1. Limited time only! Sign up for a free 30min personal tutor trial with Chegg Tutors
    Dismiss Notice
Dismiss Notice
Join Physics Forums Today!
The friendliest, high quality science and math community on the planet! Everyone who loves science is here!

Homework Help: Kirchoff's Loop Rule as applied to Capacitors?

  1. Jan 19, 2008 #1
    1. The problem statement, all variables and given/known data

    How does the loop rule apply to capacitors? I can't find any examples of circuits containing capacitors and resistors where the loop rule is used. I know the loop rule measures potential differences, but I'm not quite sure if that has anything to do with capacitors? All the examples are 0 = V - IR - IR, etc.

    2. Relevant equations

    3. The attempt at a solution
  2. jcsd
  3. Jan 19, 2008 #2

    Tom Mattson

    User Avatar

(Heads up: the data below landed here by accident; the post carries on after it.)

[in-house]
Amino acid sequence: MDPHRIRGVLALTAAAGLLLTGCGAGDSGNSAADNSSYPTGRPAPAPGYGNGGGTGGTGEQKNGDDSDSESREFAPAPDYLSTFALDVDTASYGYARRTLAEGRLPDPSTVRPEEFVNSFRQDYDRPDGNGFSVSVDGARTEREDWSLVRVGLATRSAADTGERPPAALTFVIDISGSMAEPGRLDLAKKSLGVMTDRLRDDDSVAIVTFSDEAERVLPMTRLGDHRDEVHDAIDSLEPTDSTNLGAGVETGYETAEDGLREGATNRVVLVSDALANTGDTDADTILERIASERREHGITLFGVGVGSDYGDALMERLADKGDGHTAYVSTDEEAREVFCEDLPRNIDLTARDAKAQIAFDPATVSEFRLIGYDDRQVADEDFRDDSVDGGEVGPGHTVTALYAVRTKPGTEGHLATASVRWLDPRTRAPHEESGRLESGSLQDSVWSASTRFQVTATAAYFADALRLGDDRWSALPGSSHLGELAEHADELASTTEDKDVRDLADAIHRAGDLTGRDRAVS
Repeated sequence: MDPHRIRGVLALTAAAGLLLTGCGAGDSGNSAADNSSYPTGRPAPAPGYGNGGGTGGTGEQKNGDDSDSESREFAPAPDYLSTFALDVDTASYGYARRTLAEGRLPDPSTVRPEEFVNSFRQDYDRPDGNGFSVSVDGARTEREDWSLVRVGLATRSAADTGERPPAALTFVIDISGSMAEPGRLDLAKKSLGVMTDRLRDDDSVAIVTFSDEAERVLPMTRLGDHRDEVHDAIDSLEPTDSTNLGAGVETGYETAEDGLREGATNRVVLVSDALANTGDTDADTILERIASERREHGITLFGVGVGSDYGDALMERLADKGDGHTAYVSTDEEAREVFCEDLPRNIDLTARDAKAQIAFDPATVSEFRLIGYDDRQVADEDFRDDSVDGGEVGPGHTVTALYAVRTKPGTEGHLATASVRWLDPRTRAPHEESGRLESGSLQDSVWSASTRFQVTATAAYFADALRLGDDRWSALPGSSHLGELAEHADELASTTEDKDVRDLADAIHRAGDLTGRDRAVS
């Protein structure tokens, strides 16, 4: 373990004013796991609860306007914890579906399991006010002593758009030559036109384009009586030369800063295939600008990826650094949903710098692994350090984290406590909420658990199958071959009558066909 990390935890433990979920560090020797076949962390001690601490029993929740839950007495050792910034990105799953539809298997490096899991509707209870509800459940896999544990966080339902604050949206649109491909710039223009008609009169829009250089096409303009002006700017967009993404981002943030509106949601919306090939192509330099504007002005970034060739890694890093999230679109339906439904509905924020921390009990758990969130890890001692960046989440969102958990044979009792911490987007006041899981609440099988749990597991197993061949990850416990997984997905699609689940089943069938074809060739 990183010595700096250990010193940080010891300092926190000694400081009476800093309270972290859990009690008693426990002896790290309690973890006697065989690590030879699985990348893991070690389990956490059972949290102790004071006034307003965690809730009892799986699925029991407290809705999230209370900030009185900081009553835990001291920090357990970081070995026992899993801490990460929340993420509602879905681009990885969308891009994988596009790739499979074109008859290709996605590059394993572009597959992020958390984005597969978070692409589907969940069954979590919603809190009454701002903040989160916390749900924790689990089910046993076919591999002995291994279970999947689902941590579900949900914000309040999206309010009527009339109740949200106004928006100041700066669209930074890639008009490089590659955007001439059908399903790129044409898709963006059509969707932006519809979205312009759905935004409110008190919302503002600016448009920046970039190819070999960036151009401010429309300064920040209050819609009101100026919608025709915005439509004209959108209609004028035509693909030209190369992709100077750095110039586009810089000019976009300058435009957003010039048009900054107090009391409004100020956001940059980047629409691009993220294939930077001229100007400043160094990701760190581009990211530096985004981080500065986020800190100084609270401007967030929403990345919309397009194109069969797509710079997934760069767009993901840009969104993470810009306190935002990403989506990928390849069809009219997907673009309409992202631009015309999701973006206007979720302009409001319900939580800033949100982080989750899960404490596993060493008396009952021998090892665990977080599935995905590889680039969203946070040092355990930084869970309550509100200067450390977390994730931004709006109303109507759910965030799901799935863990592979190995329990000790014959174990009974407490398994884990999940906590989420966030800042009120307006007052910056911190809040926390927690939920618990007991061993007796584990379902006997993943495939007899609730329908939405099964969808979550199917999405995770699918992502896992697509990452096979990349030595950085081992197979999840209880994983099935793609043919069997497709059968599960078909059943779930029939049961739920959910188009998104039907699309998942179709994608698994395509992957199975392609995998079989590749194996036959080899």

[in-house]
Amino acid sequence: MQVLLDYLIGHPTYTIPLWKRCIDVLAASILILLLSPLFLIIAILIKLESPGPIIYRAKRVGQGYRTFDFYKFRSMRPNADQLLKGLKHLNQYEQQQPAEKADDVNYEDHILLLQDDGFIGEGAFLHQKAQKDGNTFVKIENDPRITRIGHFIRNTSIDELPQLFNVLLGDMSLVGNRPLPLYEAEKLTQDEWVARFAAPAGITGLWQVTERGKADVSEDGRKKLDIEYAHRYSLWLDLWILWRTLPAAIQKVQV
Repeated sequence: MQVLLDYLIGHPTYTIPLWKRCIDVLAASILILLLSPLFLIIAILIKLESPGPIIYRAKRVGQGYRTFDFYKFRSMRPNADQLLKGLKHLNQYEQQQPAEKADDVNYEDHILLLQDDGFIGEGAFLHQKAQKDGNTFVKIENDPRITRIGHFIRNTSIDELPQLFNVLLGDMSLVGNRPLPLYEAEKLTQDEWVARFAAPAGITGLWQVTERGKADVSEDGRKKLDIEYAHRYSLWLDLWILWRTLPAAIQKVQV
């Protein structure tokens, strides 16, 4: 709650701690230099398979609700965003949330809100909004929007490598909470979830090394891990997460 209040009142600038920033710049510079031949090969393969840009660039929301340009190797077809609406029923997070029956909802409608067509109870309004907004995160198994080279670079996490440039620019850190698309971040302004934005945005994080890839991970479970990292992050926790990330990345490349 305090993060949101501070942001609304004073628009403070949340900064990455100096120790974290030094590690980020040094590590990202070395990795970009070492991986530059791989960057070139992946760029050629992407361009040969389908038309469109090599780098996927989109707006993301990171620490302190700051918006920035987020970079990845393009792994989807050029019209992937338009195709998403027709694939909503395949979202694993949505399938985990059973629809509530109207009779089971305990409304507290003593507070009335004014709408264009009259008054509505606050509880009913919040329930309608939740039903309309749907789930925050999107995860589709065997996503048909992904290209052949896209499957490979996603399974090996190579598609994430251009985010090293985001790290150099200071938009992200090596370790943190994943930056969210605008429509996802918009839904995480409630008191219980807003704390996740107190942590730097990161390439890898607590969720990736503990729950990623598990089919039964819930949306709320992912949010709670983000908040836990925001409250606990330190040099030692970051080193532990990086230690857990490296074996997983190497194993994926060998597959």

Staff Emeritus
    Science Advisor
    Gold Member

    Yes, the loop rule is used with capacitors all the time. The element law for a capacitor is [itex]v=q/C[/itex]. In more advanced (calculus-based) courses this is written [itex]i=C\frac{dv}{dt}[/itex]. Solving this for the voltage, one obtains:

  4. Jan 19, 2008 #3
    all the basics of RC circuits (RL and RLC circuits too) come from a basic application of Kirchoff's Loop principle.
  5. Jan 20, 2008 #4
    So when finding currents, the branch that a capacitor is on (in terms of current) is 0, right? since when a capacitor is full, no current flows.
  6. Jan 20, 2008 #5
    not necessarily. it depends on the situation. Since charging rate = current, current=0 if and only if the charge of the capacitor is constant. This happens when the capacitor has been (dis)charging for a long time, or when the circuit reaches steady state.
    Last edited: Jan 20, 2008
  7. Jan 20, 2008 #6
    the problem says that the currents reach equilibrium. isn't that steady state?
Share this great discussion with others via Reddit, Google+, Twitter, or Facebook